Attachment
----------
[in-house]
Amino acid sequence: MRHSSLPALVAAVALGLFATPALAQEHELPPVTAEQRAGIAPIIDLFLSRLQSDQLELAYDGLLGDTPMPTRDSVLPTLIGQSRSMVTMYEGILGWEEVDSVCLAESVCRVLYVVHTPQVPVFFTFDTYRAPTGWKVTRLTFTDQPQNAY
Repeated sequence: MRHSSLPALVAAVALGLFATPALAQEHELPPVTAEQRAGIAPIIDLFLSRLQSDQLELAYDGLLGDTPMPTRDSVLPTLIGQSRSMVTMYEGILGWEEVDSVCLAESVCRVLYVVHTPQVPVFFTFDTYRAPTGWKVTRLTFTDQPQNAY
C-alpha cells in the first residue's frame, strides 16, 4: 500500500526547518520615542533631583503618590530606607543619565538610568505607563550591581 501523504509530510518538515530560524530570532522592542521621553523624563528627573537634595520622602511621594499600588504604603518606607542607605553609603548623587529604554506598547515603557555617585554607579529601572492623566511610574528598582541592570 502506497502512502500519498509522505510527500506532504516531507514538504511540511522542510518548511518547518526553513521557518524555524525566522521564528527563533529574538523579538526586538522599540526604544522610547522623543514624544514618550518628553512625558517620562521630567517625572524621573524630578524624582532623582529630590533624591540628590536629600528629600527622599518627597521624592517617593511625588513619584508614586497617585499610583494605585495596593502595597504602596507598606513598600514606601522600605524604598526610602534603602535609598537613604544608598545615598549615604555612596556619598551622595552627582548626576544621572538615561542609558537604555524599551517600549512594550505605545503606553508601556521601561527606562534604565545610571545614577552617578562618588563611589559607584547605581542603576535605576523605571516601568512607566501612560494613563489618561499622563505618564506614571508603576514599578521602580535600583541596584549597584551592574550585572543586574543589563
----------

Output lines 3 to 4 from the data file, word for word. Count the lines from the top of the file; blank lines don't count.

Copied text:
Repeated sequence: MRHSSLPALVAAVALGLFATPALAQEHELPPVTAEQRAGIAPIIDLFLSRLQSDQLELAYDGLLGDTPMPTRDSVLPTLIGQSRSMVTMYEGILGWEEVDSVCLAESVCRVLYVVHTPQVPVFFTFDTYRAPTGWKVTRLTFTDQPQNAY
C-alpha cells in the first residue's frame, strides 16, 4: 500500500526547518520615542533631583503618590530606607543619565538610568505607563550591581 501523504509530510518538515530560524530570532522592542521621553523624563528627573537634595520622602511621594499600588504604603518606607542607605553609603548623587529604554506598547515603557555617585554607579529601572492623566511610574528598582541592570 502506497502512502500519498509522505510527500506532504516531507514538504511540511522542510518548511518547518526553513521557518524555524525566522521564528527563533529574538523579538526586538522599540526604544522610547522623543514624544514618550518628553512625558517620562521630567517625572524621573524630578524624582532623582529630590533624591540628590536629600528629600527622599518627597521624592517617593511625588513619584508614586497617585499610583494605585495596593502595597504602596507598606513598600514606601522600605524604598526610602534603602535609598537613604544608598545615598549615604555612596556619598551622595552627582548626576544621572538615561542609558537604555524599551517600549512594550505605545503606553508601556521601561527606562534604565545610571545614577552617578562618588563611589559607584547605581542603576535605576523605571516601568512607566501612560494613563489618561499622563505618564506614571508603576514599578521602580535600583541596584549597584551592574550585572543586574543589563